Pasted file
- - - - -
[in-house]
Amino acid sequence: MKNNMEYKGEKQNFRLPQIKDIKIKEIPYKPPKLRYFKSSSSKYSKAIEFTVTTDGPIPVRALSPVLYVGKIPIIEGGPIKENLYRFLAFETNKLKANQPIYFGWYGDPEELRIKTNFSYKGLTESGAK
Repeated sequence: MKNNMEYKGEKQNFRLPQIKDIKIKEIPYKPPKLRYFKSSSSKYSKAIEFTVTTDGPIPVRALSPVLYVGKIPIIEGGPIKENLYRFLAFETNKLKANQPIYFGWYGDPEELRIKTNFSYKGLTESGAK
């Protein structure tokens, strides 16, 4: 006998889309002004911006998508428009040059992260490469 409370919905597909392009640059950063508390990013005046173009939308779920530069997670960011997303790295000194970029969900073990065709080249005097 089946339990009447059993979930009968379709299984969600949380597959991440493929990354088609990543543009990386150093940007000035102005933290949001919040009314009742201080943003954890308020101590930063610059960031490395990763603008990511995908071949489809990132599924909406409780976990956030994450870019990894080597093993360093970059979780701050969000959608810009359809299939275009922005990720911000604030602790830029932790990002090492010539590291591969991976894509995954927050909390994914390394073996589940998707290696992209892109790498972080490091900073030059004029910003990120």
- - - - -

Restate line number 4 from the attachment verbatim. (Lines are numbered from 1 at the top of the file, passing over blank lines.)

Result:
């Protein structure tokens, strides 16, 4: 006998889309002004911006998508428009040059992260490469 409370919905597909392009640059950063508390990013005046173009939308779920530069997670960011997303790295000194970029969900073990065709080249005097 089946339990009447059993979930009968379709299984969600949380597959991440493929990354088609990543543009990386150093940007000035102005933290949001919040009314009742201080943003954890308020101590930063610059960031490395990763603008990511995908071949489809990132599924909406409780976990956030994450870019990894080597093993360093970059979780701050969000959608810009359809299939275009922005990720911000604030602790830029932790990002090492010539590291591969991976894509995954927050909390994914390394073996589940998707290696992209892109790498972080490091900073030059004029910003990120």